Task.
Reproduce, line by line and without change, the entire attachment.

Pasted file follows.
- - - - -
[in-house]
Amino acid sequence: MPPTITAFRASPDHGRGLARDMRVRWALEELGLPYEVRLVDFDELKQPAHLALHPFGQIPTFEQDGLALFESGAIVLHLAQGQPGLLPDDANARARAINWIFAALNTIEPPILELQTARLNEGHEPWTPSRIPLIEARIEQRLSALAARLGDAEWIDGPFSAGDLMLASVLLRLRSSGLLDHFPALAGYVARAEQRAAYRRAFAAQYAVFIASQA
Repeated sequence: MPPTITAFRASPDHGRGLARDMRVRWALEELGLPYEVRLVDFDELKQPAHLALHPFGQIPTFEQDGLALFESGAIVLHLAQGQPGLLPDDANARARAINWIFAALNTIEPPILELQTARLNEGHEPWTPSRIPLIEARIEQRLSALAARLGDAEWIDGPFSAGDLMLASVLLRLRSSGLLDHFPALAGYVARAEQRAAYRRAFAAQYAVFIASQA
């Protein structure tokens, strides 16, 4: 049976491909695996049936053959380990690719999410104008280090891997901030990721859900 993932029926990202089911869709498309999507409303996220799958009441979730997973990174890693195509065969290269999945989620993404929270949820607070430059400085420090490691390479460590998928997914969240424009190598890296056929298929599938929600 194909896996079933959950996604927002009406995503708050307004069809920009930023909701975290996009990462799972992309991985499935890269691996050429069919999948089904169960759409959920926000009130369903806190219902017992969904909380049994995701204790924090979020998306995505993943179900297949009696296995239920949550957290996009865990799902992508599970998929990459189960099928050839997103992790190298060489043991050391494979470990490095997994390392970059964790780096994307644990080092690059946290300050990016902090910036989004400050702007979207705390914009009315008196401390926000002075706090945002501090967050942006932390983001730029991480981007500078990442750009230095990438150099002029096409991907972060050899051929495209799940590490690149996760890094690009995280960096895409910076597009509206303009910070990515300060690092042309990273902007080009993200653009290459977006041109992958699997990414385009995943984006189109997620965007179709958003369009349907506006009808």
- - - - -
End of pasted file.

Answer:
[in-house]
Amino acid sequence: MPPTITAFRASPDHGRGLARDMRVRWALEELGLPYEVRLVDFDELKQPAHLALHPFGQIPTFEQDGLALFESGAIVLHLAQGQPGLLPDDANARARAINWIFAALNTIEPPILELQTARLNEGHEPWTPSRIPLIEARIEQRLSALAARLGDAEWIDGPFSAGDLMLASVLLRLRSSGLLDHFPALAGYVARAEQRAAYRRAFAAQYAVFIASQA
Repeated sequence: MPPTITAFRASPDHGRGLARDMRVRWALEELGLPYEVRLVDFDELKQPAHLALHPFGQIPTFEQDGLALFESGAIVLHLAQGQPGLLPDDANARARAINWIFAALNTIEPPILELQTARLNEGHEPWTPSRIPLIEARIEQRLSALAARLGDAEWIDGPFSAGDLMLASVLLRLRSSGLLDHFPALAGYVARAEQRAAYRRAFAAQYAVFIASQA
């Protein structure tokens, strides 16, 4: 049976491909695996049936053959380990690719999410104008280090891997901030990721859900 993932029926990202089911869709498309999507409303996220799958009441979730997973990174890693195509065969290269999945989620993404929270949820607070430059400085420090490691390479460590998928997914969240424009190598890296056929298929599938929600 194909896996079933959950996604927002009406995503708050307004069809920009930023909701975290996009990462799972992309991985499935890269691996050429069919999948089904169960759409959920926000009130369903806190219902017992969904909380049994995701204790924090979020998306995505993943179900297949009696296995239920949550957290996009865990799902992508599970998929990459189960099928050839997103992790190298060489043991050391494979470990490095997994390392970059964790780096994307644990080092690059946290300050990016902090910036989004400050702007979207705390914009009315008196401390926000002075706090945002501090967050942006932390983001730029991480981007500078990442750009230095990438150099002029096409991907972060050899051929495209799940590490690149996760890094690009995280960096895409910076597009509206303009910070990515300060690092042309990273902007080009993200653009290459977006041109992958699997990414385009995943984006189109997620965007179709958003369009349907506006009808």